Essay about The Role of the CPS within the English and Welsh Legal System

Submitted By jamesdolphin
Words: 1438
Pages: 6

Discuss the role of the CPS within the English and Welsh legal system. JAMES DOLPHIN T305

The CPS (Crown Prosecution Service) is responsible for prosecuting all criminal cases. This can be found under the Prosecution of Offences act 1985. The CPS was established in 1985 but it was in 1970 during the justice report that there were problems found within the police services when it came to prosecuting criminals. The police were found of being bias due to ethnic minority backgrounds and gave unfair trials with longer sentences than required for the crime. In 1978 the Phillips Royal Commission recommended the establishment of an independent agency to take control of prosecuting suspects. And then under the POA 1985 the CPS was established. The CPS is mainly built not only to stop the police from doing prosecutions but also to stop miscarriages of justice. A miscarriage of justice is when someone or a group of people go on trail and end up in jail when they really were innocent. This is an embarrassing waste of time and money for the court and in addition can cost millions in compensation. An example of a miscarriage of justice was the Guildford 4 Bombings of 1975. Guildford 4 were four men that were convicted of bombing a pub in Guildford in 1975. The four were held in prison for fifteen years and all of the convictions were turned over a few years after when they found out that the four in prison were not actually the four that committed the crime. In 1989 the four were released from prison after 15-16 years inside. This is why the CPS was set up, to stop wrong convictions and miscarriages of justice. Currently there are 13 districts of the CPS in the UK each headed by a chief crown prosecutor. There is a 14th area which is CPS direct which is a telecommunication advise help line for the police regarding certain cases.

The CPS has five main roles of how it works and proceeds with cases. Firstly the CPS look at the evidence and ADVISE the police on the charge that the defendants should be prosecuted for. Then they REVIEW the case. They will look at all the evidence and all statements and make sure that they understand what the case contains; the ‘Hate Crime Scrutiny Group’ does this. After this they DECIDE whether to prosecute or not. They will need to take into account whether it is in the public’s interest to prosecute or whether putting the case to court would be a waste of time and money. If decided that the case is liable to go to the courts they will PREPARE it for the trail. They will gather all the information that they have on the case and take it to the court for the jury to evaluate. Finally they will PRESENT the case in court. This involves members of the CPS turning up to court and presenting all evidence and statements that the police had given them to the judge and jury for them to make a decision. Other jobs include keeping in touch with the witnesses and victims and keeping them supported and up to date with how the development of the case is going.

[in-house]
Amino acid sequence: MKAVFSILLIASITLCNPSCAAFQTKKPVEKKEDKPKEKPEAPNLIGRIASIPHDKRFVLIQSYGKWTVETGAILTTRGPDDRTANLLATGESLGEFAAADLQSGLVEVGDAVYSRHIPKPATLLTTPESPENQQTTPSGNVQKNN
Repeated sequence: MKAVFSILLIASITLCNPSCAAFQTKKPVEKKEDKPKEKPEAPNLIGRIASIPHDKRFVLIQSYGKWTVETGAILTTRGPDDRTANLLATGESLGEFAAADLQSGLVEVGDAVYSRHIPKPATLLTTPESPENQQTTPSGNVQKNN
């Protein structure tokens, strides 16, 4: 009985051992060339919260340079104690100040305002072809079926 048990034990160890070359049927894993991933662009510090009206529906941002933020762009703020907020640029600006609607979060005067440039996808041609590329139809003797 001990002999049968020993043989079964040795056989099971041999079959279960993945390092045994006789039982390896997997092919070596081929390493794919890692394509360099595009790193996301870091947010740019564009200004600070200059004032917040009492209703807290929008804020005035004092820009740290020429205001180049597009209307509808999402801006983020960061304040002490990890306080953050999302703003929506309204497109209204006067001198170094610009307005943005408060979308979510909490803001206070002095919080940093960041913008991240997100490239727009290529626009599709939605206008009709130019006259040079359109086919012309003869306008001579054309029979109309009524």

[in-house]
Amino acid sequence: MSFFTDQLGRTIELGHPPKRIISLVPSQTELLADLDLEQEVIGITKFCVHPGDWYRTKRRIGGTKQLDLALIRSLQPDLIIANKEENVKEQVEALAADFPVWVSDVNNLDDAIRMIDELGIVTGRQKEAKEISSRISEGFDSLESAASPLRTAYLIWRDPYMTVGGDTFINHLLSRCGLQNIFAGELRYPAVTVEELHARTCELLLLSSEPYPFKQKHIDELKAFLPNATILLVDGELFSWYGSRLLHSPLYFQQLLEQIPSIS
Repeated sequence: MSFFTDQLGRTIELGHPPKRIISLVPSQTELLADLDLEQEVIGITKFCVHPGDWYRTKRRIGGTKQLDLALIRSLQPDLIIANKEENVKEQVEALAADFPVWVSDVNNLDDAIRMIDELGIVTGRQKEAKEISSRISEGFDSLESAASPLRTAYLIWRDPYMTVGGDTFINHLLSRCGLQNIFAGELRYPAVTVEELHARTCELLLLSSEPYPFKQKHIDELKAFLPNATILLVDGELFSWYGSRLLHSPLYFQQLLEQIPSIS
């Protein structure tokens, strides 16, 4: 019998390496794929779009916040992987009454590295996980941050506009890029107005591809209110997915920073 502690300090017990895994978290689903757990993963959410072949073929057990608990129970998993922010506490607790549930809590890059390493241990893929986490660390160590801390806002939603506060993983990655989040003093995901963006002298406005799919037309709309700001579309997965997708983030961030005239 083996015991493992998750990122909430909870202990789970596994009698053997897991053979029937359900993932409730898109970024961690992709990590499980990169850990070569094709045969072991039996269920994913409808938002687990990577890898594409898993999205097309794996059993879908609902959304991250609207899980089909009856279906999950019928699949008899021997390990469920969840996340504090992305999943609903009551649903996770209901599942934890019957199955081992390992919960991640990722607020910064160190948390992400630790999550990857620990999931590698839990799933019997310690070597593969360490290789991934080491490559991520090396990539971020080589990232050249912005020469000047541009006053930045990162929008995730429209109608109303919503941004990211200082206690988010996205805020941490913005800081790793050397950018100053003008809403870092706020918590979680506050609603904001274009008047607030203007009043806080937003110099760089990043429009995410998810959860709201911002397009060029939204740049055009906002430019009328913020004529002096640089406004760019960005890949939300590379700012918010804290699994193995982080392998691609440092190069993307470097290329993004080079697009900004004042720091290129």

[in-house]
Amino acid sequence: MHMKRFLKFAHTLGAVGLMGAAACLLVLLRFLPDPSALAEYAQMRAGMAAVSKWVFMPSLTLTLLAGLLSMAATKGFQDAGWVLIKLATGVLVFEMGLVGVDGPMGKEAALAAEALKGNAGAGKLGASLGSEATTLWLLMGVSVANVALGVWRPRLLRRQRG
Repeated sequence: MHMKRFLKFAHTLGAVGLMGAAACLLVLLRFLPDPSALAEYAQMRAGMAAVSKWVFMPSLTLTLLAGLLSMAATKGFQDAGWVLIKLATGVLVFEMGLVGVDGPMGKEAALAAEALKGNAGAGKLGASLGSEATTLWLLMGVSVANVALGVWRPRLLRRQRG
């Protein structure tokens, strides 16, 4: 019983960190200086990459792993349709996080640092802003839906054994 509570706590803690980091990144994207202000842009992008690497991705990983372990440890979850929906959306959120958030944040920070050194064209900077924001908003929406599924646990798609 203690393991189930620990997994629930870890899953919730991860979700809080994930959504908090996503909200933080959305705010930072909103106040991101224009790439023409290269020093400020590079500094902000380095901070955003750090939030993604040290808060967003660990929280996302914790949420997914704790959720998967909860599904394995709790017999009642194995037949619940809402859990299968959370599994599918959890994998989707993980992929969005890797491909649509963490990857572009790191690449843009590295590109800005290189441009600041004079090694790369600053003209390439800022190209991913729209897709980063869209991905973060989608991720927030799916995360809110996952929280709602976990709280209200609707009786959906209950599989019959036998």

The key role of the CPS is deciding whether the prosecute, they decide this by applying the ‘Full Code Test’ stated In Section 10 of Prosecution of Offences Act 1985. The Full Code test includes two tests. The first being the evidential test, and the second being the public interest test. Firstly, the evidential test is put into place. This involves several key features. Firstly, is there realistic prospect of conviction and also is the evidence sufficient, reliable and admissible? This means that the CPS will look through reliable evidence; i.e. – CCTV, DNA, Finger Prints, Confession and Eye Witnesses. The CPS cannot take into account any evidence that may be unreliable; i.e. – Child Witnesses, Poor quality CCTV, Confession under Oppression and Hearsay. Once the evidential test has been passed the public interest takes place. This involves asking a series of questions and working out whether it is in the public’s interest to prosecute the defendant. These…